We need Black History Month now more than ever

This past year was wearisome for the Black community in America, but celebrating our history will help give us hope for the future.
We need Black History Month now more than ever

Black History Month first began as Negro History Week in 1926, when Carter G. Woodson desired to bring the birthdays of Abraham Lincoln and Frederick Douglass together as a cohesive celebration. It morphed into a wider observance as popularity grew, notably by young Black college students in the 1960s. Now, Black History Month is marked by special curriculums, performances, art and events to remember the history of Black people in America.

This year—amid the coronavirus pandemic, a racial reckoning ignited from protests against police brutality and a new presidential administration—the Black community has a lot to appraise. This has been a year unlike any other, and this month, we should recognize where we’ve been and the stunning victories that have been achieved.

THE CARNAGE OF COVID-19

The pandemic has decimated our communities. It has been common knowledge that Black, Latino and Indigenous people are getting infected by, and dying from, the coronavirus at higher rates than Caucasians. In fact, one in 735 Black Americans has died from COVID-19. But even despite that knowledge now, new analyses have shown that Black people are getting vaccinated at disproportionately low rates.

The reasons for this inequity are multifaceted, according to the Associated Press. Some are due to a “deep mistrust of the medical establishment among Black Americans because of a history of discriminatory treatment,” or lack of access to adequate healthcare. Regardless of the reasons, efforts should have been made earlier on to make sure those most severely impacted by the pandemic were first in line to receive the vaccine. In this circumstance, unequal issues require equitable solutions.

This Black History Month, we should remember the tragic loss of Black lives during the pandemic and work tirelessly to build a more equitable healthcare system.

RACIAL RECKONING

Racial battle fatigue is too real for many members of the Black community right now, who have been fighting two “pandemics” at once: systemic racism and COVID-19. It only took the whole world chanting “Black Lives Matter” before confederate statues were torn down and Aunt Jemima and Uncle Ben’s brands changed names. But the deeper effects of racism are still present today, partially evidenced by the pandemic death tolls.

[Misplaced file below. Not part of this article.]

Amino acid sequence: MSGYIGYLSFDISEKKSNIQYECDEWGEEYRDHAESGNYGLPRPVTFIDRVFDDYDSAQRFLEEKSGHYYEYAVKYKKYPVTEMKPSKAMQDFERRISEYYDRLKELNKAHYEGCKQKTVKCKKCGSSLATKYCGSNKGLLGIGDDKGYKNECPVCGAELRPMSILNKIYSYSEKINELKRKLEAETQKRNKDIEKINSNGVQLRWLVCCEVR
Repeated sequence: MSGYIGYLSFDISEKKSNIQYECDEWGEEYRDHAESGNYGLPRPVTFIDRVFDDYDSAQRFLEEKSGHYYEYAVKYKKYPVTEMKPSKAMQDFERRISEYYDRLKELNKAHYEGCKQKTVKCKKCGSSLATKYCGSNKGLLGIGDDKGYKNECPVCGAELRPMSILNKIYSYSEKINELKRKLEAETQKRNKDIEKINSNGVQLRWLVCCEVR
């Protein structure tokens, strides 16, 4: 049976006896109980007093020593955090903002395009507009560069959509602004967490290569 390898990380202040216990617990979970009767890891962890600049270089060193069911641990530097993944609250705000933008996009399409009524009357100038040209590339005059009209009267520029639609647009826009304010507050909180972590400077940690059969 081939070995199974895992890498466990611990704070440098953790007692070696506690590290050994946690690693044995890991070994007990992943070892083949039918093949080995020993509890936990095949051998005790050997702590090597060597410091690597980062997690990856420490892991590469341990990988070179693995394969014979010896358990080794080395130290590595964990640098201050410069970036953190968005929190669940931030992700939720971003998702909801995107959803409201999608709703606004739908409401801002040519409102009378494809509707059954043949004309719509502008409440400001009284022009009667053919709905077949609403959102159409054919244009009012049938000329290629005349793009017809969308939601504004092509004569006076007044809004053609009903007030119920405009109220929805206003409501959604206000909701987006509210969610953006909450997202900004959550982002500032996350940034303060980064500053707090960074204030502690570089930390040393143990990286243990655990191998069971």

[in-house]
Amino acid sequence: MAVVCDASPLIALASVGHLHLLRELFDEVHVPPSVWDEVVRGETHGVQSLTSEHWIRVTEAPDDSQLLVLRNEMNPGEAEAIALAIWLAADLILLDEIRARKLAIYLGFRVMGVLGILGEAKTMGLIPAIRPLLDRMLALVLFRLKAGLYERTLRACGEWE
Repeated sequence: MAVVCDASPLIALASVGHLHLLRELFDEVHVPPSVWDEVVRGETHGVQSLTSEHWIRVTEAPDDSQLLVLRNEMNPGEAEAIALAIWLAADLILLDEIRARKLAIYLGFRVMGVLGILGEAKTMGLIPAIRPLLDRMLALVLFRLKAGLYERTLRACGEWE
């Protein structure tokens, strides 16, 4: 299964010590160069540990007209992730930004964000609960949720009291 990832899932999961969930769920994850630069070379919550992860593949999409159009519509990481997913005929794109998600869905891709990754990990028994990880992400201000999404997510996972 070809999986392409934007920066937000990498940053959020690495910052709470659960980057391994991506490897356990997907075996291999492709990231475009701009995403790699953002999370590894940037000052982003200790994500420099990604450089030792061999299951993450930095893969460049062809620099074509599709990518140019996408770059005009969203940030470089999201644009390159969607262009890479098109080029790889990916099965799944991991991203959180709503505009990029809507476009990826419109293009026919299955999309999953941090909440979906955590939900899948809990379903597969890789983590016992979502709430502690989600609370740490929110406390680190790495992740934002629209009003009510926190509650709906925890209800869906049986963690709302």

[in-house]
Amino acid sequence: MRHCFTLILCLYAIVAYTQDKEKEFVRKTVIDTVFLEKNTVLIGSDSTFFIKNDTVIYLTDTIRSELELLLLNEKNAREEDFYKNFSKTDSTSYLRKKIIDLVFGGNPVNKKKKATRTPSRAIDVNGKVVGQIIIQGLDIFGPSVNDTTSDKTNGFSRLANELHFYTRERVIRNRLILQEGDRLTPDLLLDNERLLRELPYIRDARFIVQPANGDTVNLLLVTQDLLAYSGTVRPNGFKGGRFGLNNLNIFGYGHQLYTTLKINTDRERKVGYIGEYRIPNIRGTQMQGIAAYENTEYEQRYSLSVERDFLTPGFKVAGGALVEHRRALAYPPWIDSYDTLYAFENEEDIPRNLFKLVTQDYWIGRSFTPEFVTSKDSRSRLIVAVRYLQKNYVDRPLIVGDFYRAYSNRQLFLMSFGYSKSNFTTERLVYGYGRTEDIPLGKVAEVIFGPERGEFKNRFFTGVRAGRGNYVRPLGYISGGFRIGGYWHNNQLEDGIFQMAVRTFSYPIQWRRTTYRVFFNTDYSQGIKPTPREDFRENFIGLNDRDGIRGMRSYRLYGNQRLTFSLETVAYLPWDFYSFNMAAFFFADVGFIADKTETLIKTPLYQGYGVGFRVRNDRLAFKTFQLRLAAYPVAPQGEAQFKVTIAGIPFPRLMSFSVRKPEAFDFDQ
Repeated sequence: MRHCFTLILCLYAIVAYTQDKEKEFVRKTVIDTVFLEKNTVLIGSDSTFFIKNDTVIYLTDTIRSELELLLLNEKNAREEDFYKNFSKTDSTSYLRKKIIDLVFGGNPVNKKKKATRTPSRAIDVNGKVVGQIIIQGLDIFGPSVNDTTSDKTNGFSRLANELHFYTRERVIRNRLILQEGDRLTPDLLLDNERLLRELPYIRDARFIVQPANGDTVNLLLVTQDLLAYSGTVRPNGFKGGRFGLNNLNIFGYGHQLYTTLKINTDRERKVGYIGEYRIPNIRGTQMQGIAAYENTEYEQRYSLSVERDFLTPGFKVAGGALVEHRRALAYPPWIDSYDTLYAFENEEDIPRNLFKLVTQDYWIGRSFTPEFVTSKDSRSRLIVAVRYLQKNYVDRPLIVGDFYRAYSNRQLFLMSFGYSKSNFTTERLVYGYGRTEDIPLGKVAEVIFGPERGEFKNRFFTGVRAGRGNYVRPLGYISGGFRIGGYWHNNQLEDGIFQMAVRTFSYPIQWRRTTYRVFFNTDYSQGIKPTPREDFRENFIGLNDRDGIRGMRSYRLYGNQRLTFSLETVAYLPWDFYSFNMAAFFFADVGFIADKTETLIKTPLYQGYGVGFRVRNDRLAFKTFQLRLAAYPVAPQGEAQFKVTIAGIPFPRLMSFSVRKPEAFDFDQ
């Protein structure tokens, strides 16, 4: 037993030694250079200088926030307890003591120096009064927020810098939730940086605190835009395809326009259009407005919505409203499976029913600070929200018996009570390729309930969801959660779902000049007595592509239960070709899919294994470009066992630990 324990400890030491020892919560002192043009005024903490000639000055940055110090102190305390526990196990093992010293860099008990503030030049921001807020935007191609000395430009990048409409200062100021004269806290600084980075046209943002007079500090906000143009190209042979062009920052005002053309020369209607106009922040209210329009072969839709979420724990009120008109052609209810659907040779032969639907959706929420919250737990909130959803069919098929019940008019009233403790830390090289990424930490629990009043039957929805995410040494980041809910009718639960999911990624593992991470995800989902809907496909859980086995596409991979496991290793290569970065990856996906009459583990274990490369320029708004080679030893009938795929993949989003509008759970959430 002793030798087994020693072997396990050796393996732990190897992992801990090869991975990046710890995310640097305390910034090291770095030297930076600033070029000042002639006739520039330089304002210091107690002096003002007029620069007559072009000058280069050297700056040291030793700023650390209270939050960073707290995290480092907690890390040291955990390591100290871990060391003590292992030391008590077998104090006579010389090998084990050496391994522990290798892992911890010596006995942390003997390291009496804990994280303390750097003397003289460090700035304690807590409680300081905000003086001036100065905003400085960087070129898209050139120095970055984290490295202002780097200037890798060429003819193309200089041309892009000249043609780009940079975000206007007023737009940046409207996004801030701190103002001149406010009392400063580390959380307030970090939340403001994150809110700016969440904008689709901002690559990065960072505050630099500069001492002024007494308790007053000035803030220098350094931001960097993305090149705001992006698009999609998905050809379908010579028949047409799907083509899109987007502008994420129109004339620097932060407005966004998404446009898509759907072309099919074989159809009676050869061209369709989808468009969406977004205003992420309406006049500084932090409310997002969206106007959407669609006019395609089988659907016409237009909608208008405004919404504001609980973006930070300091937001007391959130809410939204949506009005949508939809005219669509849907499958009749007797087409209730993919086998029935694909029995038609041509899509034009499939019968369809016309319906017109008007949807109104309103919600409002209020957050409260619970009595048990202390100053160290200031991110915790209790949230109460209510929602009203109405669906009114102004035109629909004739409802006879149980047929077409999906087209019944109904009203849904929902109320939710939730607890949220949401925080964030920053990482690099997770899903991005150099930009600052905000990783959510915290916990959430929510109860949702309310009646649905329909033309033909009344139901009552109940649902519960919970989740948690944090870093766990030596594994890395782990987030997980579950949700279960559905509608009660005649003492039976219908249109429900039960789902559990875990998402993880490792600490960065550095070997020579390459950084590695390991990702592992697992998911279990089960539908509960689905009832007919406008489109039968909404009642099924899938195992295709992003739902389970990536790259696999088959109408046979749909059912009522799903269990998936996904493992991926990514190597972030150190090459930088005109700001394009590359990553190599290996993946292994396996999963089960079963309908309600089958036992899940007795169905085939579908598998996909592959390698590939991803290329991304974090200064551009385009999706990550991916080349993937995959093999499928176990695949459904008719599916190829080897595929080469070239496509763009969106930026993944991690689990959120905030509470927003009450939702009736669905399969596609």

Some have referred to the current movement for racial justice as “the Civil Rights Movement 2.0,” due to the sheer magnitude of the reckoning. A few battles may have been won, but the war still rages on. This month’s emphasis on educating ourselves on African American history is the first step toward sustainable change.

VOTER TURNOUT IN 2020

Our nation elected its first Black woman into the White House, and that in of itself is worth rejoicing over. But Vice President Kamala Harris stands on the shoulders of Fannie Lou Hamer, Shirley Chisholm, Barack Obama and Black voters across the nation. Record numbers of Black Americans exercised the right to vote that was won through blood, sweat and many, many tears.

BLACK JOY

Black History Month is a time for Black families and communities to come together—virtually, of course—and celebrate the brilliant people who went before and made a way. Our communities have been through deep grief, anger and pain this past year. So now, we remember and honor the strength of the Black community. And we look ahead toward the brighter days of the future.

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About the Contributor
Evana Upshaw
Evana Upshaw, Opinions Editor
Evana Upshaw is a sophomore journalism major with a passion for empathy and truth. She has a unique fascination with maps, adores fruit smoothies and loves to dance bachata. I dislike being asked, “Where’s home?” Being born in Chicago, raised in Minneapolis and moving to the Bay Area at 18 made for a childhood that taught me to love and be loved by many people. My home has been where my heart was, and my heart is truly everywhere. I spent my gap year in Boston with Youth With a Mission, and that spread my heart even further around the world. Being biracial has taught me to love culture and language, being Black in America has bred an intense passion for intersectional justice, and being a pastor’s kid has shaped my faith into something deeply personal. In the future, I hope to intersect each of these through writing about theology and restorative justice, in order to advocate for the oppressed, as citizens of God’s Kingdom are called to do. I love watching documentaries, learning languages, participating in corporate worship, having dance parties and stuffing my face with key lime pie.
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India
3 years ago

this is so so good!

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We need Black History Month now more than ever